Organ Stories

Sunday 31 May 2009:
Punctually to the Sunday of Pentecost our old lady appeared stubborn once again: During the whole feast service the organist does not succeed in loosen a sticking valve. Thus continuously a bass note was to be heard as background noise. In each break the regarding stop had to be turned off therefore. The behavior of the organ reminded somehow on a bagpipe, which has also permanently sounding bass pipes. Bagpipes are typical for the Scottish Highlands; the humans living there are said to be very thrifty. Hopefully the citizens of the Parish St. Martin do not interpret the Pentecost bagpipe sound as request to Scottish thriftiness, but stay further so generously as before. If so, the renewal of the trouble-prone instrument can be started in some years. If someone should miss the hanging tones, he can donate for a bagpipe stop. Thus the "new" Batzenhofen organ would become a very extraordinary instrument, because bagpipe stops there are only a very few.

Sunday 26 July 2009:
If you tried in former times to listen to a distant transmitter station with an old medium wave radio you needed to open the volume control widely. Because of the high amplification you got a 60 Hertz humming tone then which was cause by the frequency of the power supply.
Exactly the same humming tone you could hear from our organ while the pries was reading the gospel. The organist switched the stop of an on several times, but the humming tone remained, also as the organ at the end of the lecture inevitably had to be played again.
Some people love that typically nostalgic sound of old tube receivers. But even very old organs, if they are intact, do not produce disturbing background noises of that kind. This unwanted humming witnessed once more how much our organ is in need of redevelopment meanwhile. Fortunately many people of the Parish St. Martin already recognized this fact and support our association by their membership and/or cash donations. For this our many thanks to all. All others, who still are thinking, no problem, the organ plays nevertheless each Sunday, can be sure of the next organ story...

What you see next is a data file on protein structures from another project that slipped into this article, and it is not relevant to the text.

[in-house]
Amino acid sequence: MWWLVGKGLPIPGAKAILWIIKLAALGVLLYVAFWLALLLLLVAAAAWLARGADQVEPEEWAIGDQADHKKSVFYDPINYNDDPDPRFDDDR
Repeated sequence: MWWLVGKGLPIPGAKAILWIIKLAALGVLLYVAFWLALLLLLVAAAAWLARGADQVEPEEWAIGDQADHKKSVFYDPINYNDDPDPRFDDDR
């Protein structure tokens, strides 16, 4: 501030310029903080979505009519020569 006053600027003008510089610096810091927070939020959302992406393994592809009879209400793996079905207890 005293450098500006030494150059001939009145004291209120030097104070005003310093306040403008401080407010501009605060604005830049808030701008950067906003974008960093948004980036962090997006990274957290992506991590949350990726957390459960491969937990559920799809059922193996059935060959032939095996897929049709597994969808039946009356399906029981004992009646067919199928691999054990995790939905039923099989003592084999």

Sunday 04 July 2010, Feast of St. Ulrich:  
Was tönt von der Empore klack-klack, klack-klack?
Es ist der Organist im Sonntagsfrack!
Die Pedale, sie zwicken, die Register, sie klemmen,
er muß sich mit Kraft dagegen stemmen.
Da - auf einmal ertönt, es ist eine Qual,
ganz von selbst und recht laut das Salicional.
Was kann er nur tun, es ist ihm ein Graus,
da hilft nur noch eines: Gebläse aus!
Und beim Evangelium hoch über des Volkes Köpfen
bemüht sich der Organist mit Schaltern und Knöpfen.
Gebläse ein, der Organist stöhnt,
denn jetzt auf einmal der Bourdon dröhnt.
Und so hat das Lied zum Zwischengesang
nicht den gewohnten, vertrauten Klang.
Der Spieler kämpft tapfer und meistert das Stück,
dann kann er pausieren zur Predigt zum Glück.
Bevor die Messe dann weitergeht
schickt er zu Cäcilia ein Stoßgebet.
Das Instrument erklingt, brav spielt er die Strophen,
doch fortan da fürchtet er Batzenhofen.

English Translation to the poem above:
What sounds from the gallery click-clicks, click-clicks
It is the organist in his Sunday tails!
The pedals, they pinch, the stops, they wedge,
he must press against with force.
There - suddenly sounds, it is an agony,
by itself and quite loud the Salicional.
What he can do, it's horrible,
the only thing helps is: Blower off!
And during the gospel highly over the people's heads
the organist struggles with switches and buttons.
Blower on, the organist groans,
because the Bourdon roars now.
And so the song for the intermediate singing
does not have the used, familiar sound.
The player fights courageously and masters the piece,
then he can take a break to the sermon fortunately.
Before the service continues then
he sends a quick prayer to Cecilia.
The instrument sounds good, he plays the verse well,
but from now on he is afraid of Batzenhofen.